An earlier study from our group looked at both polarized and unpolarized T cells of different origin, including classical Th1, Th2 or Th0 (unpolarized) T cell clones originated from adults peripheral blood or non-immortalized T cell lines derived from cord blood cells (particularly rich in naïve T cells) maintained for 14-20 days after polarization in medium containing IL-2 before exposure to R5 or X4 HIV-1. We have earlier observed that only R5, but not X4, HIV-1 efficiently replicated in both polarized and unpolarized T cell lines or clones in the face of the higher levels of expression of CXCR4 observed particularly in Th2 cells [53]. The lack of X4 HIV replication was not sustained by endogenous expression of CXCL12 and was reproduced with viruses derived from infectious molecular clones (pNLA4-3 and pNL-Ad8) sharing the same backbone except for the env-coding region, X4 and R5, respectively [53]. Of interest was the fact that infection by both R5 and X4 HIV-1 occurred with comparable efficiency in these primary cells up to 72 h post-infection when R5 viruses began to spread with an approximately 100-fold higher efficiency than X4 viruses [53]. However, re-stimulation of infected T cells by anti-CD3 mAb showed a dichotomous effect on R5 and X4 infections in that, on the one hand, strongly induced X4 HIV-1 replication, while, on the other hand, did not affect significantly the already efficient capacity of R5 viruses to propagate in these T cells [53]. We interpreted these results as suggestive of a superior capacity of CCR5 in delivering a cell-activating signal required for efficient HIV-1 spreading in T cells that is lacking when the cells are infected with an X4 virus (Figure1). This interpretation is supported by earlier evidence showing that R5 gp120 Env trimers can deliver a qualitatively or quantitatively different signal to T cells resulting in Ca++-dependent signaling [5456], as reviewed elsewhere in this issue. Indeed, Ca++-dependent signaling was earlier shown in different model systems to activate HIV expression in chronically infected cells [57] (Figure2).

Figure 1

HIV-1 replication and co-receptor use in naive, memory and Th subsets. Both Naive and Th2 cells are characterized by high level of CXCR4 expression that is upregulated by IL-4. Memory and Th1 cells show surface levels of CCR5 higher than those of CXCR4, whereas Th17 cells express both Co-R.

Figure 2

Differential cell activation pathways triggered by R5 and X4 HIV-1 in CD4+ T cell. Both R5 and X4 HIV-1 gp120 Env engagement of CD4 and Co-R trigger signal transduction events leading to cell activation, host gene transcription, cell migration, survival and adhesion. R5 HIV-1 specifically induces adhesion via activation of FAK whereas X4 viruses modulate actin dynamics via activation of cofilin.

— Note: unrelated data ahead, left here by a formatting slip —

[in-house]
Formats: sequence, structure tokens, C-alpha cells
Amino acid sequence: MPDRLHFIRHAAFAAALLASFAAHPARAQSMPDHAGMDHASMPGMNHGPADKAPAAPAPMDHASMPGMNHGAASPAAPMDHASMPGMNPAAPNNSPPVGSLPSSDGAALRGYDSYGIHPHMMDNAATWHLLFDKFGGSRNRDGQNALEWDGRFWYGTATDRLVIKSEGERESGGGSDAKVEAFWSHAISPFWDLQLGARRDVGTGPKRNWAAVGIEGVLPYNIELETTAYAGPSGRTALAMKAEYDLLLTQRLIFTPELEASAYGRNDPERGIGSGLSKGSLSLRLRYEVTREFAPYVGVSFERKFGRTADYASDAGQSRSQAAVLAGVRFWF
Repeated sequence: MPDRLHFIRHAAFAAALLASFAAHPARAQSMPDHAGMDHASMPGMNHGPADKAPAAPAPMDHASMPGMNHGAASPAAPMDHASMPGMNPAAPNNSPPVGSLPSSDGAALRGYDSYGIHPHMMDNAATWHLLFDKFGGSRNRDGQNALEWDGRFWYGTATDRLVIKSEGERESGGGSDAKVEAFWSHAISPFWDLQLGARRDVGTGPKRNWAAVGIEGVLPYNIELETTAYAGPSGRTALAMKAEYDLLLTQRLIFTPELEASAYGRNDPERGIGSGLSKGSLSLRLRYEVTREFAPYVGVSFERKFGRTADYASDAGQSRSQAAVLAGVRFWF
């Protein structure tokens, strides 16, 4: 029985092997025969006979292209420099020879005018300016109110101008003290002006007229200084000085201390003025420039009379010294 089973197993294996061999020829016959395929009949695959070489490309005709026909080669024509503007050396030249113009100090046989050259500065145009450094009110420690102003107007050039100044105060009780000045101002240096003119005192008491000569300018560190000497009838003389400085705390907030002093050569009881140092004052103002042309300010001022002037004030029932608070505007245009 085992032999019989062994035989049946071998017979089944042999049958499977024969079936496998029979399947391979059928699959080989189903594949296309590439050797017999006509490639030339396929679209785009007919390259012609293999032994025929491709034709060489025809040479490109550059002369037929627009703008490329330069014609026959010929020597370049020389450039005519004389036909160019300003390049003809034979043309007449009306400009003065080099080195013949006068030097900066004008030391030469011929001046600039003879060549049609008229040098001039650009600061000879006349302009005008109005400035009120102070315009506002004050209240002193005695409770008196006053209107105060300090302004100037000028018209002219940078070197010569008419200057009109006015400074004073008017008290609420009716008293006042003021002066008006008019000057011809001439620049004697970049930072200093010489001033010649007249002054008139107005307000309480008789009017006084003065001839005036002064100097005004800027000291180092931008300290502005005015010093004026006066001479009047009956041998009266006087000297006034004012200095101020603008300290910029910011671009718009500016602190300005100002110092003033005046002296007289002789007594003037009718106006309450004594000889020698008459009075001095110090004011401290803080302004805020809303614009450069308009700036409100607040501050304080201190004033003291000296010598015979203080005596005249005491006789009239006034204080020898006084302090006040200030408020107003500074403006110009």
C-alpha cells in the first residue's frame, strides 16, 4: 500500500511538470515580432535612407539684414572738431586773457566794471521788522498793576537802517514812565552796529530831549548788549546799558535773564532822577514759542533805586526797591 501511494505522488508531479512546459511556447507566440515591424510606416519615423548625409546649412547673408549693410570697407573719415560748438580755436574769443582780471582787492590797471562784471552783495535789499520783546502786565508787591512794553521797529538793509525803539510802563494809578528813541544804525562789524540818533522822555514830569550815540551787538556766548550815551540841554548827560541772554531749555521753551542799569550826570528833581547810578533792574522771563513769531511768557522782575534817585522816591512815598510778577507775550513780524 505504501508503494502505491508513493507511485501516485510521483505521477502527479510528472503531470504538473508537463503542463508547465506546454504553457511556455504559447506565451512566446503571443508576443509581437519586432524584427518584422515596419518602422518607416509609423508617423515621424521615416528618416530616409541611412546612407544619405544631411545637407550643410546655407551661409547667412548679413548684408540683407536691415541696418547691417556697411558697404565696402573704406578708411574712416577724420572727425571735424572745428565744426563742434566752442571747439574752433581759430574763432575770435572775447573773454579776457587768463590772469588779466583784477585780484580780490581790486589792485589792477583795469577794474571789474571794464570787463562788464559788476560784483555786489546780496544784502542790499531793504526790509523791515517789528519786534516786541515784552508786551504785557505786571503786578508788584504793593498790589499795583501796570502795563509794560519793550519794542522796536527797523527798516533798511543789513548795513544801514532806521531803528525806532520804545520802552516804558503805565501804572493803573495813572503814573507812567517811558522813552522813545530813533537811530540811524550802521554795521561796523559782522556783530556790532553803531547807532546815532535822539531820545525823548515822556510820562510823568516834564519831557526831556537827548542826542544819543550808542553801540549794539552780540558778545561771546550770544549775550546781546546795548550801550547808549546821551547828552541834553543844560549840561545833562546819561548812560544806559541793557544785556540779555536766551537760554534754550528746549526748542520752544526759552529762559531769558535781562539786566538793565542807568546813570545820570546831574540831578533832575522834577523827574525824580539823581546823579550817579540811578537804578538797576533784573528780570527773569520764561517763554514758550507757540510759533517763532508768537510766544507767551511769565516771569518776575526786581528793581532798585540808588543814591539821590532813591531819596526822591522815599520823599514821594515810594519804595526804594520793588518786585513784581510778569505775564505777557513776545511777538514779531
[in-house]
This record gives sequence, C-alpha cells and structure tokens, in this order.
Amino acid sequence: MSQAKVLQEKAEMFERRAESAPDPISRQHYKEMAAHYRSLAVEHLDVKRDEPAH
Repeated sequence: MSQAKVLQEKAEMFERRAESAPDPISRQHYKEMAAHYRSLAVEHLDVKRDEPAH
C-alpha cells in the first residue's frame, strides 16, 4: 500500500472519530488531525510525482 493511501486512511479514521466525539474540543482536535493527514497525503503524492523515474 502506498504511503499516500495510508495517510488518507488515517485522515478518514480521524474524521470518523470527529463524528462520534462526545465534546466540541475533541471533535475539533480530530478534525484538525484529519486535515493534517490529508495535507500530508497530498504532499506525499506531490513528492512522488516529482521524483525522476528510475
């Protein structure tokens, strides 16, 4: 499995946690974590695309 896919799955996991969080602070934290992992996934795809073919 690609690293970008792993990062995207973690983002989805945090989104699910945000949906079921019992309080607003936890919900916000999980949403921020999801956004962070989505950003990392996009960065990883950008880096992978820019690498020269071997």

Concerning the novel subset of Th17 cells, which play a beneficial role in immunity against bacteria and fungi and contribute to the pathogenesis of autoimmune diseases, it has recently been shown that they are characterized by co-expression of CCR4 and CCR6 [52, 58]. In addition, they express both CCR5 and CXCR4 therefore being permissive to R5 and X4 HIV replication, as reviewed in ref [59].

Although CD4+ T regulatory cells (Tregs) are believed to play an important role in HIV pathogenesis [60], as illustrated by their involvement in the immune response in the apathogenic model of African Green Monkeys to SIV infection [61] as well as in pathogenic SIV infection of macaques by FoxP3+ CD8+ T cells [62], no specific studies have been designed to address their potential role in R5 vs. CXCR4-dependent HIV-1 infection.

The observation that R5 viruses are endowed with a higher capacity to replicate in CD4+ T cells than X4 viruses, together with their ability to replicate in mononuclear phagocytes [63], provides a potential correlation of their superior capacity of establishing a productive infection after viral transmission and during the asymptomatic stage of disease.

CD4/Chemokine Co-R signaling in HIV infection

The sequential interaction between gp120 Env with CD4 and the chemokine R triggers different cell activation signals. In particular, the interaction of HIV-1 with CCR5 leads to the phosphorylation of the focal adhesion kinase, of CCR5 itself as well as of their association [64], activation of ion channels [56], Ca++ mobilization [54], tyrosine (Tyr) phosphorylation of the Tyr kinase Pyk2 [65], downregulation of intracellular cAMP [66], and induction of chemotaxis [55]. CCR5 signaling has also been known to trigger distinctive signaling cascades that activate kinases and transcription factors associated with cell activation [67, 68]. For example, R5 gp120 Env can induce the expression of genes either belonging to Mitogen-Activated Protein Kinase (MAPK) pathways and others regulating the cell cycle [68]. R5 gp120 Env can also activate members belonging to the Nuclear Factor of Activated T-Cells (NFAT) family of transcription factors and induce their translocation to the nucleus [69], enhancing viral transcription directly from the LTR promoter. Moreover, the interaction of X4 viruses with CXCR4 leads to the activation of an actin-depolymerization factor, cofilin, that increase the cortical actin dynamics in resting CD4+ T cells, leading to HIV replication [70] (Figure2).